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Alerts and Updates

Homebuyer Tax Credits Extended: And They Said There Were No Second Chances . . .

July 8, 2010

Homebuyer Tax Credits Extended: And They Said There Were No Second Chances . . .

July 8, 2010

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Michael Gillen and Annette BonacquistiOn June 30, 2010, Congress passed H.R. 5623, the Homebuyer Assistance Improvement Act of 2010. The Act, which was signed into law by President Obama on July 2, provides relief to taxpayers who could not meet the key June 30, 2010, closing date to file for first-time homebuyer and long-term homeowner tax credits.

With a stroke of his pen, the president has allowed a second chance for a select group of taxpayers to claim the first-time homebuyer tax credit of up to $8,000 or the long-term homeowner tax credit of up to $6,500 in connection with the purchase of a new residence. Taxpayers who have entered into a written, binding contract to purchase a qualified principal residence before May 1, 2010, will now have until September 30, 2010—rather than June 30, 2010—to close on the purchase contract.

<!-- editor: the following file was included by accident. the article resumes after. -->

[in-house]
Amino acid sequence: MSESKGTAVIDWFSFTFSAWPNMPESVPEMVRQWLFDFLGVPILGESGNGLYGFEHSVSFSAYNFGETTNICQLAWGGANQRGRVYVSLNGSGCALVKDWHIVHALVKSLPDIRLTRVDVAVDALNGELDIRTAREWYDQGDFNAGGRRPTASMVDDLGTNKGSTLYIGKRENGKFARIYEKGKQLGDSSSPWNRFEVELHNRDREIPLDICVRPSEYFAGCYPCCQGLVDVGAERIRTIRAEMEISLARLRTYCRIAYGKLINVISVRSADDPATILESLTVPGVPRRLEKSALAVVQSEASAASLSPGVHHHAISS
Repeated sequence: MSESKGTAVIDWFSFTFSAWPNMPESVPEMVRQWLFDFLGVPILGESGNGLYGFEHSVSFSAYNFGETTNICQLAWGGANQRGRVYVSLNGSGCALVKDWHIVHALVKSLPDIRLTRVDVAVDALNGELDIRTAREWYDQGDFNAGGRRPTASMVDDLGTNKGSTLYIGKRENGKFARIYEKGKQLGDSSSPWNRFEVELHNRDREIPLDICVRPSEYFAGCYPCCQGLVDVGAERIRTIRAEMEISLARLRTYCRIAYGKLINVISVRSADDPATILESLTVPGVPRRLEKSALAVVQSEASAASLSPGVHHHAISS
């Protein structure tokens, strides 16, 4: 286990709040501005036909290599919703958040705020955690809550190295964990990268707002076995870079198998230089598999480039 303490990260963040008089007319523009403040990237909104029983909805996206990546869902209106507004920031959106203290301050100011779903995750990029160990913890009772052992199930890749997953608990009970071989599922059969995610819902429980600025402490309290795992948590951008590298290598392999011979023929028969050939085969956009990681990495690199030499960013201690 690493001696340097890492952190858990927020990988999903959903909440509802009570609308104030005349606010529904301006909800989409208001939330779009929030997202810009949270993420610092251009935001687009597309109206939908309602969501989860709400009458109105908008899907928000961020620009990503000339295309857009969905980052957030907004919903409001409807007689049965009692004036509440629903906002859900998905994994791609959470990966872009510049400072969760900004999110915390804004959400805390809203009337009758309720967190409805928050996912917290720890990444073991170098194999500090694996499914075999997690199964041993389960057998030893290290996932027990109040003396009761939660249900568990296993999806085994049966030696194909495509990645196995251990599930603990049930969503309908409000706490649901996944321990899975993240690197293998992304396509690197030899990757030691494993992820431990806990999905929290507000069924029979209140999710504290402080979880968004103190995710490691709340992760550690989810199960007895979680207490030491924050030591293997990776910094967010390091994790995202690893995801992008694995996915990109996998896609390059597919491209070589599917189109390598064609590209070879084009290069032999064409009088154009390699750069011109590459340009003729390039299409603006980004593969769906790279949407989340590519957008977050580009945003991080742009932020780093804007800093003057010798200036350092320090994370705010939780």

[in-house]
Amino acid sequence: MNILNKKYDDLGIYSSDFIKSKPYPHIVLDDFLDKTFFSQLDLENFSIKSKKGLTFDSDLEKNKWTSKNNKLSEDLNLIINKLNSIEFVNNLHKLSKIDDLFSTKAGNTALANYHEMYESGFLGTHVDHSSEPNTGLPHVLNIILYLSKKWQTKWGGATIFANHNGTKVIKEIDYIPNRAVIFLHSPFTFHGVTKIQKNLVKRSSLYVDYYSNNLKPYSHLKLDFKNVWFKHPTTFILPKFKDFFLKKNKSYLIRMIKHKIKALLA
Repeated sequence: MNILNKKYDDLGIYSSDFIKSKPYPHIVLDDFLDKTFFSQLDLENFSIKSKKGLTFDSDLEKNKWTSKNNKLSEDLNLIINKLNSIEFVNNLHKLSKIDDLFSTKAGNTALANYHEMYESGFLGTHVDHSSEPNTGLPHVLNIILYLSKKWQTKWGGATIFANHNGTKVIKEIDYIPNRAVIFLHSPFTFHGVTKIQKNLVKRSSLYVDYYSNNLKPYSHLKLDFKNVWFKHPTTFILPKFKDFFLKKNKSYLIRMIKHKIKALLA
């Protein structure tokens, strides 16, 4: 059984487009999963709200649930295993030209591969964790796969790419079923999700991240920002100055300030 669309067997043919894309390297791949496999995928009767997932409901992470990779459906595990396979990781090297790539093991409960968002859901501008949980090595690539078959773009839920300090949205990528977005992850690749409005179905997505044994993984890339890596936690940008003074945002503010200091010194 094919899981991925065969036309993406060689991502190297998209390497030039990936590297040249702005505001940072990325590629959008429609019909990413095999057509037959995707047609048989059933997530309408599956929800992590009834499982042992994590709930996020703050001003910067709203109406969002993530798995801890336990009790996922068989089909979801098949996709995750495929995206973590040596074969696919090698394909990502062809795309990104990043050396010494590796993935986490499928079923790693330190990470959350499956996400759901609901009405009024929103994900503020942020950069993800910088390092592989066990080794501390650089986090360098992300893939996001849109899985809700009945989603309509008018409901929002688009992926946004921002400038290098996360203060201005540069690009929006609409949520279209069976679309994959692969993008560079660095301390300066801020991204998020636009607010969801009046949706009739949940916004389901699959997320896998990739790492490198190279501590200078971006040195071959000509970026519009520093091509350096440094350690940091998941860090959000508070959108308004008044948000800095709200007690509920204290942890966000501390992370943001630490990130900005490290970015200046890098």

This three-month extension of the closing date provides tax relief for those who could not close on time because of backlogs at lenders and federal programs involved in homebuyer loans. In the words of the Act's supporters, the three-month extension "will give time for all the new mortgages to be processed and not punish those homeowners who have been delayed through no fault of their own."

Without the extension, the National Association of Realtors estimates as many as 180,000 homebuyers who were under contract by April 30 missed the June 30 closing deadline and would have lost the tax credit.

For Further Information

If you would like more information about this topic or your own unique situation, please contact Michael A. Gillen, Annette Bonacquisti or the practitioner with whom you are regularly in contact.

As required by United States Treasury Regulations, you should be aware that this communication is not intended by the sender to be used, and it cannot be used, for the purpose of avoiding penalties under United States federal tax laws.

Disclaimer: This Alert has been prepared and published for informational purposes only and is not offered, nor should be construed, as legal advice. For more information, please see the firm's full disclaimer.